“Those who don’t know history are doomed to repeat it.” According to Google, this famous phrase was uttered either by Anglo-Irish statesman Edmund Burke or former Minnesota governor and ex-WWF wrestler Jesse Ventura. I’ll go with Burke.
What is more disconcerting is when we forget our history that happened, say, 4 years ago. Remember the death of Usama bin Laden? Remember the celebration and the hoopla and the feeling of justice served? All deserved, but then everyone saw this as the great victory in the ill-named “war on terror”. As the old saying goes, don’t count your chickens.
That Al Qaeda group that was supposed to be defeated? Well, apparently they are again establishing camps in – you guessed it – Afghanistan (see story here). True, these camps are not the sophisticated ones we saw in the 1990s, but these guys were supposed to have been relegated to the history books. Dead men don’t make camps, so I’m guessing that AQ ain’t dead.
And now we are hearing of the beginning of the end of Islamic State in the wake of the Iraqi army retaking of Ramadi (see that claim here). Yes, commentators and military officials are being cautious, saying that the capture of Mosul will be much more complicated, but there is still this sense that maybe the tide has turned and IS is on the run.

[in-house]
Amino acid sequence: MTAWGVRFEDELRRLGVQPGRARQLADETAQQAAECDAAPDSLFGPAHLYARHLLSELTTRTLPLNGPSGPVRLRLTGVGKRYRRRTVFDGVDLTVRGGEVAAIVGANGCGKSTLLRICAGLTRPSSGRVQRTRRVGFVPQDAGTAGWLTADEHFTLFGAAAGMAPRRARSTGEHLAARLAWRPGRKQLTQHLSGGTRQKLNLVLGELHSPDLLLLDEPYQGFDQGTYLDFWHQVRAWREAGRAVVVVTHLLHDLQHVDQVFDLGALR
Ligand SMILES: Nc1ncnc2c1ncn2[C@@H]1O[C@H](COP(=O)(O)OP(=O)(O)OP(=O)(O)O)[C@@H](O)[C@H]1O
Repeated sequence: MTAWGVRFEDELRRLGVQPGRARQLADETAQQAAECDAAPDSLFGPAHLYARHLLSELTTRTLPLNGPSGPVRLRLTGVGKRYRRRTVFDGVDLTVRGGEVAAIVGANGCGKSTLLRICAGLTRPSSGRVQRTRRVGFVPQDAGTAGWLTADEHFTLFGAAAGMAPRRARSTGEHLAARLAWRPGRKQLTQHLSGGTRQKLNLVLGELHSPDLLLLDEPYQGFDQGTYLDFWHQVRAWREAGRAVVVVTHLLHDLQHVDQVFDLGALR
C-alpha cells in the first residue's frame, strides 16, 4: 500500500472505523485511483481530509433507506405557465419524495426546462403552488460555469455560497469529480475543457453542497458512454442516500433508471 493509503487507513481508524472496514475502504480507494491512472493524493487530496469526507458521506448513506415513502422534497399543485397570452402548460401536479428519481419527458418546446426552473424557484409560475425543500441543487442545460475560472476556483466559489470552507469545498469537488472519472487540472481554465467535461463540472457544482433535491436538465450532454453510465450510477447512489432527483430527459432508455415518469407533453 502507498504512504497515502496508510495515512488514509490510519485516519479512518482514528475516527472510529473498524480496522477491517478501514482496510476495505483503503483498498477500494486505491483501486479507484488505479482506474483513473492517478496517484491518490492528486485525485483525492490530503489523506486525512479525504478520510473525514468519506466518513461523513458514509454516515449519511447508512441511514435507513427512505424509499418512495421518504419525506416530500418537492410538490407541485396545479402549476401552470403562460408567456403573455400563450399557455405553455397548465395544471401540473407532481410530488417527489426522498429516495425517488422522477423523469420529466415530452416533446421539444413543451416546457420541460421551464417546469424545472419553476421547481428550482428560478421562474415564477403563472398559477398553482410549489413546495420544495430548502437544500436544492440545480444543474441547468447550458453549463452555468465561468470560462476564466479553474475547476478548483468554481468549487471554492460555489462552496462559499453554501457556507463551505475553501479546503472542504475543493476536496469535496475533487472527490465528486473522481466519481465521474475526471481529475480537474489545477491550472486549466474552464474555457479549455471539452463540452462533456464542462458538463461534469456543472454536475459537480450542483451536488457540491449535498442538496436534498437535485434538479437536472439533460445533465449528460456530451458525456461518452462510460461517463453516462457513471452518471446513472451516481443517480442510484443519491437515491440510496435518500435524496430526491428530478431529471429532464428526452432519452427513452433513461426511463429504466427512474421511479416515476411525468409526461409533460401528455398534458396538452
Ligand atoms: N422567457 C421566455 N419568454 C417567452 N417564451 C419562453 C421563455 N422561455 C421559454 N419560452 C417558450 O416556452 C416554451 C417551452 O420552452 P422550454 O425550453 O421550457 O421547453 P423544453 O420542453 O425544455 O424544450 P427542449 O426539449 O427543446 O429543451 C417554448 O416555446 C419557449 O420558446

Side note: if true and IS is defeated in the next year or so it will rank as one of the world’s shortest-lived empires (or caliphates or whatever). From July 2014 to, shall we say, July 2017 is underwhelming to say the least. By comparison, while the Third Reich did not last quite a thousand years (it only came up 988 years short!) it at least saw the odometre tick over two significant digits.
On the other hand, terrorism scholar Rohann Gunaratna is less sanguine about the demise of IS. He predicts that 2016 will see much more violence by the terrorist group and its affiliates, especially the 4,000 or so followers it has in North Africa (see his predictions here).
So what should we make of all this? First and foremost let’s not pay too much attention to future forecasting. It has not been very successful to date and even with the advent of Big Data it will be limited. Secondly, and much more importantly, the players are not as important as the play. Actors change and fall out of favour (what ever happened to Star Wars’ Mark Hamill aside from his non-speaking appearance in the vastly over-hyped recent film, The Force Awakens?). The play goes on and on and on as the actors change (well, in the case of terrorism they get killed). Today’s IS was yesterday’s Al Qaeda – and tomorrow’s IS just might be AQ again!
As we focus on people and groups and spend less time on ideology we just leave the field open for more of the same. People die. Groups disband or are eliminated. Ideology, if left unchallenged, just sits there waiting to entrench itself in the next bunch that comes along. It’s kinda like a virus that kills its host only to find a new one.
So let us take pride in putting the boots to IS. But let us not pretend that this is the end of anything yet other than perhaps that of an extremist organisation which in all likelihood will be nothing more than an asterisk on a footnote in the annals of the history of our planet.